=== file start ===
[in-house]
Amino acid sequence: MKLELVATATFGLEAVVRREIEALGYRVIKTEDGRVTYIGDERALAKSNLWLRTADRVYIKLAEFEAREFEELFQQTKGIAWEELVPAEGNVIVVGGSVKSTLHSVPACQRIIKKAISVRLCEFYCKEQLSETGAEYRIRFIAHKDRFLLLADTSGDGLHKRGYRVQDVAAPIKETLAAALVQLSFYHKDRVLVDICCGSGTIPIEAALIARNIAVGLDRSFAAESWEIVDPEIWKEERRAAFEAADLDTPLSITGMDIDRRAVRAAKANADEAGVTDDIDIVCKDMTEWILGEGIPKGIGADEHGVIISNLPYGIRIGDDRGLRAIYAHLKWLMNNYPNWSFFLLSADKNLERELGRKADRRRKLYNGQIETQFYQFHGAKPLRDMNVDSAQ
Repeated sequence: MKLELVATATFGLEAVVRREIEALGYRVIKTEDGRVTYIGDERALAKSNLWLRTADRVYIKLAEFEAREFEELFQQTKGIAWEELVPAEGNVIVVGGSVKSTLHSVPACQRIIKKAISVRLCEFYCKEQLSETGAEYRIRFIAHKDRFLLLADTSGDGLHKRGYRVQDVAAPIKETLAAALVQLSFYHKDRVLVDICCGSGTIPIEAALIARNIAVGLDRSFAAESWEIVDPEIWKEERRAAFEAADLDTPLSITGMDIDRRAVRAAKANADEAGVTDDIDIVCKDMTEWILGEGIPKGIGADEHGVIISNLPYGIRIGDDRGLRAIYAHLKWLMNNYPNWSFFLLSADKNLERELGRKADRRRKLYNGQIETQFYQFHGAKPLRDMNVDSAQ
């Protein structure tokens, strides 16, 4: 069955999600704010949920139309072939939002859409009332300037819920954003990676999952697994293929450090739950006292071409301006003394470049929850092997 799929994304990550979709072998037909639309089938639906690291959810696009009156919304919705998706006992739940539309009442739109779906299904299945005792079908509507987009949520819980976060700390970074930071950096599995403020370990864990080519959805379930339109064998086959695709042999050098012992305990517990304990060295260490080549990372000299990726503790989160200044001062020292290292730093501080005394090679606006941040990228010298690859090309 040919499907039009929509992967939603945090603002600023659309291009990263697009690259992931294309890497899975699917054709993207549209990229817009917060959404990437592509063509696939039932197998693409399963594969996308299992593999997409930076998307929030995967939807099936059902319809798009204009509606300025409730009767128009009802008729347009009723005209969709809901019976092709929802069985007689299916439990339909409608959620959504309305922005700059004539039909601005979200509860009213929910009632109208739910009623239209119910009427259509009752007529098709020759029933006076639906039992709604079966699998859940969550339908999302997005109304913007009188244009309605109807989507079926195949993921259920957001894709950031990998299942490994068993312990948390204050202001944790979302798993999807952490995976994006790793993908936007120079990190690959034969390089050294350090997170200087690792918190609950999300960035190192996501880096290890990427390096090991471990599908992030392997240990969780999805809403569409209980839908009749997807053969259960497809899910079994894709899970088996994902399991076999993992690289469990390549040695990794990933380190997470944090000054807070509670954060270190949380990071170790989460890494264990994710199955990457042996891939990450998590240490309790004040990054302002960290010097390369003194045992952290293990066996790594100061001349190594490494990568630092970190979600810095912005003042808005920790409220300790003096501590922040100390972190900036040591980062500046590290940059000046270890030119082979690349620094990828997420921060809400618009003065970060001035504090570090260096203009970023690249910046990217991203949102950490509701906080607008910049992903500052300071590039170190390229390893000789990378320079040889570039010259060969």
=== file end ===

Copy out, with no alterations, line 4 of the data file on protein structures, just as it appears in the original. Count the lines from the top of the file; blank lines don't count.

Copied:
């Protein structure tokens, strides 16, 4: 069955999600704010949920139309072939939002859409009332300037819920954003990676999952697994293929450090739950006292071409301006003394470049929850092997 799929994304990550979709072998037909639309089938639906690291959810696009009156919304919705998706006992739940539309009442739109779906299904299945005792079908509507987009949520819980976060700390970074930071950096599995403020370990864990080519959805379930339109064998086959695709042999050098012992305990517990304990060295260490080549990372000299990726503790989160200044001062020292290292730093501080005394090679606006941040990228010298690859090309 040919499907039009929509992967939603945090603002600023659309291009990263697009690259992931294309890497899975699917054709993207549209990229817009917060959404990437592509063509696939039932197998693409399963594969996308299992593999997409930076998307929030995967939807099936059902319809798009204009509606300025409730009767128009009802008729347009009723005209969709809901019976092709929802069985007689299916439990339909409608959620959504309305922005700059004539039909601005979200509860009213929910009632109208739910009623239209119910009427259509009752007529098709020759029933006076639906039992709604079966699998859940969550339908999302997005109304913007009188244009309605109807989507079926195949993921259920957001894709950031990998299942490994068993312990948390204050202001944790979302798993999807952490995976994006790793993908936007120079990190690959034969390089050294350090997170200087690792918190609950999300960035190192996501880096290890990427390096090991471990599908992030392997240990969780999805809403569409209980839908009749997807053969259960497809899910079994894709899970088996994902399991076999993992690289469990390549040695990794990933380190997470944090000054807070509670954060270190949380990071170790989460890494264990994710199955990457042996891939990450998590240490309790004040990054302002960290010097390369003194045992952290293990066996790594100061001349190594490494990568630092970190979600810095912005003042808005920790409220300790003096501590922040100390972190900036040591980062500046590290940059000046270890030119082979690349620094990828997420921060809400618009003065970060001035504090570090260096203009970023690249910046990217991203949102950490509701906080607008910049992903500052300071590039170190390229390893000789990378320079040889570039010259060969």